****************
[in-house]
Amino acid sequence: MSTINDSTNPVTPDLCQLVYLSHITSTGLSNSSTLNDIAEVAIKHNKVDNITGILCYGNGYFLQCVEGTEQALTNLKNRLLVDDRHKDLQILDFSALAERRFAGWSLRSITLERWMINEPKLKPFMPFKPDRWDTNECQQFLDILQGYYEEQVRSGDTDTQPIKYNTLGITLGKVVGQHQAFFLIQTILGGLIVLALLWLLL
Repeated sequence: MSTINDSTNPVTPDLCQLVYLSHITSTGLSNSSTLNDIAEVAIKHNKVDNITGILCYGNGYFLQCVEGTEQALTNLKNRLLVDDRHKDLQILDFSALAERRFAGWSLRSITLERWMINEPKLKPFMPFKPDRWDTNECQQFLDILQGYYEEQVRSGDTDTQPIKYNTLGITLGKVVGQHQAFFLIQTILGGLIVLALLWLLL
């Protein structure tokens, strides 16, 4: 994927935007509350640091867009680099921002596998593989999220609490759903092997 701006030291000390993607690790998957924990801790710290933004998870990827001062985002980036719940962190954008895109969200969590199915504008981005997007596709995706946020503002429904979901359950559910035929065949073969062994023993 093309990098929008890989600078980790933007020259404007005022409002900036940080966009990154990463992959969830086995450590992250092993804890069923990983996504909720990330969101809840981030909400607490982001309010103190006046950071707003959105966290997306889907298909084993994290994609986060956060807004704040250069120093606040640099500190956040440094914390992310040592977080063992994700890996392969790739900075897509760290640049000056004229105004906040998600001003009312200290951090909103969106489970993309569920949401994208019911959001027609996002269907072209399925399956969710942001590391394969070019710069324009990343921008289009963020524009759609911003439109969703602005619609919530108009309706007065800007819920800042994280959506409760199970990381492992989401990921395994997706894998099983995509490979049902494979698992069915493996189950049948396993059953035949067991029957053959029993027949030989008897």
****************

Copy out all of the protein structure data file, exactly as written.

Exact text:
[in-house]
Amino acid sequence: MSTINDSTNPVTPDLCQLVYLSHITSTGLSNSSTLNDIAEVAIKHNKVDNITGILCYGNGYFLQCVEGTEQALTNLKNRLLVDDRHKDLQILDFSALAERRFAGWSLRSITLERWMINEPKLKPFMPFKPDRWDTNECQQFLDILQGYYEEQVRSGDTDTQPIKYNTLGITLGKVVGQHQAFFLIQTILGGLIVLALLWLLL
Repeated sequence: MSTINDSTNPVTPDLCQLVYLSHITSTGLSNSSTLNDIAEVAIKHNKVDNITGILCYGNGYFLQCVEGTEQALTNLKNRLLVDDRHKDLQILDFSALAERRFAGWSLRSITLERWMINEPKLKPFMPFKPDRWDTNECQQFLDILQGYYEEQVRSGDTDTQPIKYNTLGITLGKVVGQHQAFFLIQTILGGLIVLALLWLLL
């Protein structure tokens, strides 16, 4: 994927935007509350640091867009680099921002596998593989999220609490759903092997 701006030291000390993607690790998957924990801790710290933004998870990827001062985002980036719940962190954008895109969200969590199915504008981005997007596709995706946020503002429904979901359950559910035929065949073969062994023993 093309990098929008890989600078980790933007020259404007005022409002900036940080966009990154990463992959969830086995450590992250092993804890069923990983996504909720990330969101809840981030909400607490982001309010103190006046950071707003959105966290997306889907298909084993994290994609986060956060807004704040250069120093606040640099500190956040440094914390992310040592977080063992994700890996392969790739900075897509760290640049000056004229105004906040998600001003009312200290951090909103969106489970993309569920949401994208019911959001027609996002269907072209399925399956969710942001590391394969070019710069324009990343921008289009963020524009759609911003439109969703602005619609919530108009309706007065800007819920800042994280959506409760199970990381492992989401990921395994997706894998099983995509490979049902494979698992069915493996189950049948396993059953035949067991029957053959029993027949030989008897």